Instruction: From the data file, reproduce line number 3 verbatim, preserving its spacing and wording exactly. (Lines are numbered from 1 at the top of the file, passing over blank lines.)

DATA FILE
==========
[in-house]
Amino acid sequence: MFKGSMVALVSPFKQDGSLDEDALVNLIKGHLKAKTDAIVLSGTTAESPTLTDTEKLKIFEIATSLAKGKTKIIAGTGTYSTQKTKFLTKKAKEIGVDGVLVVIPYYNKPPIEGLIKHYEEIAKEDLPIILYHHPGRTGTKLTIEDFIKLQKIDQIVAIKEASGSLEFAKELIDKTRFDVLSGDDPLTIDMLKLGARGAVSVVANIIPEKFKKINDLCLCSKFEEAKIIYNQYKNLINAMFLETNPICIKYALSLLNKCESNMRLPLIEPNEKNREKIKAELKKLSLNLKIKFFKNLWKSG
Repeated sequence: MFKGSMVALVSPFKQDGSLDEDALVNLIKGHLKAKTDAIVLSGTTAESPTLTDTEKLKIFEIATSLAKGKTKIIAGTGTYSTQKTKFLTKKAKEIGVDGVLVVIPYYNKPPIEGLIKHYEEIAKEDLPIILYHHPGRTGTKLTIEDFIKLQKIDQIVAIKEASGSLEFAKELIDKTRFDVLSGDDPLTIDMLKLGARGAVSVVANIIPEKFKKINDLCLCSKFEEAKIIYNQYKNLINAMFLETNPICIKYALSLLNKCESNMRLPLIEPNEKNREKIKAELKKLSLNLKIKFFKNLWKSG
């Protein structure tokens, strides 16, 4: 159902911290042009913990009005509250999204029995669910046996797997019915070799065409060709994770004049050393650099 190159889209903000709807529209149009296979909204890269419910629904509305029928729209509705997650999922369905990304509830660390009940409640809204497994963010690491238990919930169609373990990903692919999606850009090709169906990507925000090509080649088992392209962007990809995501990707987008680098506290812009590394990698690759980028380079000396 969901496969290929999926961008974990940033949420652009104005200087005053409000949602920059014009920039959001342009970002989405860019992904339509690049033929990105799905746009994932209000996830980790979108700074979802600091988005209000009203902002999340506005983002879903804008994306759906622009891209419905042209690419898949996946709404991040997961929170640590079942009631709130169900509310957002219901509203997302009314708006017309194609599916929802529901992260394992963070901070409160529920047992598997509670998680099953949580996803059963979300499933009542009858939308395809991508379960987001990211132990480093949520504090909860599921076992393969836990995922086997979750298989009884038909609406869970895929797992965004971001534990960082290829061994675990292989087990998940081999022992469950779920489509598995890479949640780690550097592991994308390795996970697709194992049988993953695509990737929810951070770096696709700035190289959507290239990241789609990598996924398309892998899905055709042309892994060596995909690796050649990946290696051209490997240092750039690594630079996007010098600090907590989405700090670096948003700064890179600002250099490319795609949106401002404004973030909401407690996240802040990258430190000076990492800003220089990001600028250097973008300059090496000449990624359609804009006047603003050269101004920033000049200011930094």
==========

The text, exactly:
Repeated sequence: MFKGSMVALVSPFKQDGSLDEDALVNLIKGHLKAKTDAIVLSGTTAESPTLTDTEKLKIFEIATSLAKGKTKIIAGTGTYSTQKTKFLTKKAKEIGVDGVLVVIPYYNKPPIEGLIKHYEEIAKEDLPIILYHHPGRTGTKLTIEDFIKLQKIDQIVAIKEASGSLEFAKELIDKTRFDVLSGDDPLTIDMLKLGARGAVSVVANIIPEKFKKINDLCLCSKFEEAKIIYNQYKNLINAMFLETNPICIKYALSLLNKCESNMRLPLIEPNEKNREKIKAELKKLSLNLKIKFFKNLWKSG